I share all these thoughts not to discourage and get down on anyone, but to encourage everyone that they can be amazing! The trick is are you willing to look at yourself in the harsh light of day and really ask yourself this horribly honest question? I know if i want to do something special with my art, I have to every single day. NOW GO KICK SOME BUTT!

Wednesday, February 07, 2007

Eye Darts and the Social Triangle

Eye darts are one of those things that you don't see a ton of in Traditional animation. Why, I'm not sure. I certainly don't believe that it's too subtle for hand drawn-- lotsa people have proved that wrong, but i would say it is much MUCH more difficult to pull off in hand drawn.
More than how you pull it off though is WHY you pull it off. I've never had a director tell me this but i have had friends that have told me some directors will just tell them as they are finishing their shots, "looks great, now throw some eye darts in there and it's done!" OK, but ummmm, why? The funny thing is that when i do it in hand drawn most directors ask me to take them out. Weird--
There are many different feelings about eye darts-- Some people say they weaken the character, some people say without them the character looks dead. You can always go too far in either direction so I lie somewhere in the middle. It's always about the story your telling-- as an animator you tell stories in Micro form, shot by shot. There may be a time when a character is tense and very serious about something. That could be a time to hold those eyes still, like laser focused! Remember ever being yelled at by someone who was dead serious and they lock eyes with you so you know they are not kidding? That's what I'm talking about--
Sometimes though your character might need to be pondering something or reading someones expression. This is where the social triangle comes in. I thought a great way to teach this would be by looking at someone with the body of a greek god, and the face of an angel. It was an easy choice--

OK, soooo-- Social Triangle. It's exemplified below as the the first things we look at on other people to read how they are feeling about us, about themselves, what they are thinking... just reading them in general.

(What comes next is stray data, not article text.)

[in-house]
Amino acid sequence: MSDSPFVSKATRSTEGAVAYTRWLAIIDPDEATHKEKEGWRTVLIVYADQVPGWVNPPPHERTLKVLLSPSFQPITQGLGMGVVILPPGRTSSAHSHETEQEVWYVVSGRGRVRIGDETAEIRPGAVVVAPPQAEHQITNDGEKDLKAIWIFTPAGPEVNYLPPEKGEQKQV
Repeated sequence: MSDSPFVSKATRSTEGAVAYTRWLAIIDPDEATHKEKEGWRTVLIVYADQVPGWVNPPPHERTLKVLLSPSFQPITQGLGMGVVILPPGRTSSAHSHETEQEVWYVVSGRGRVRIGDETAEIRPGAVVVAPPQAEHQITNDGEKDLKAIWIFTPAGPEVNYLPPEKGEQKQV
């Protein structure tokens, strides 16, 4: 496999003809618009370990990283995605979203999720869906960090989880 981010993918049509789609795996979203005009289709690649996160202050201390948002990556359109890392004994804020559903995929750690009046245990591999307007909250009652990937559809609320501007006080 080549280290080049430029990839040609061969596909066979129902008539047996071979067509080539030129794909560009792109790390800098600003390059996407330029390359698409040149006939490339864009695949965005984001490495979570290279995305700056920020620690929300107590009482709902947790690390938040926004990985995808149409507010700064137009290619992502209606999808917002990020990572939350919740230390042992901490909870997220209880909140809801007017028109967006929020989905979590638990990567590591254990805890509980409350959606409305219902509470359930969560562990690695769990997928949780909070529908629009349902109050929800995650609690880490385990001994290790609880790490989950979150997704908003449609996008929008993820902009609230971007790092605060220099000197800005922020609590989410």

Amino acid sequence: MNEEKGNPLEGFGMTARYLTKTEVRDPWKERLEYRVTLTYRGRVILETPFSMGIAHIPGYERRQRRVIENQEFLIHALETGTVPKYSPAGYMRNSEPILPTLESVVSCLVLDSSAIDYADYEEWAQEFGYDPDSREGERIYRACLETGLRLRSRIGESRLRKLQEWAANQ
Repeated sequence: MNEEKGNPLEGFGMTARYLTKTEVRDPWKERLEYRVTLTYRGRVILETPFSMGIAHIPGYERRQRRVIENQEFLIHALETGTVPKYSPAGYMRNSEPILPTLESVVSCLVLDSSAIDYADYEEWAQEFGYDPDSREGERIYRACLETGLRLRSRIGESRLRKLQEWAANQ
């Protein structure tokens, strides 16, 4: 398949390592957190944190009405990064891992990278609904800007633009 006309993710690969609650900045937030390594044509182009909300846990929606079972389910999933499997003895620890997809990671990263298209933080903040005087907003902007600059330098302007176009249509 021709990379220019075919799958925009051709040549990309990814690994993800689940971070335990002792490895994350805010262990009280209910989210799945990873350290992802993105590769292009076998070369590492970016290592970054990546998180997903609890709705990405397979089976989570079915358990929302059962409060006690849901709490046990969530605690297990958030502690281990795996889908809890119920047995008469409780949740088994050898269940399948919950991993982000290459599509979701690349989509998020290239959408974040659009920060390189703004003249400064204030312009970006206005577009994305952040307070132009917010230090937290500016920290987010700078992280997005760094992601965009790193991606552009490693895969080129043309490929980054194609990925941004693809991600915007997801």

Generally when i do eye darts, especially in conversation bits, I dart them back and forth from left to right. If the character is right handed I start on the other characters right eye and work to the left and back again. If the character is left handed I will do the exact opposite--
The last thing we read on the face is the mouth. So at times i will alternate down slightly in between the left to right motion.
The thing about this stuff is knowing when to use them-- I love qoutes and I'm gonna butcher this one but it's a really neat one my friend Tony DeRosa told me. He said Mark Twain said this about writting, "The difference between finding a good word and the exact word to explain something is like the difference between a firefly and a lightening bolt!" What's that have to do with eye darts? well, eye darts aid in acting, and (an animation as a whole) is about distilling life to it's essence. When you see a good caricature of someone, it might take you a minute to get it then you forget it. But when you see an Al Hirschfield caricature it's like that lightening bolt man! It hits you because he's captured the essence of the person. Acting should capture the essence of the feelings of the moment. Eye Darts are one of the many tools to help you do that. This little post was more just to explain why and how to use them-- hope it helps!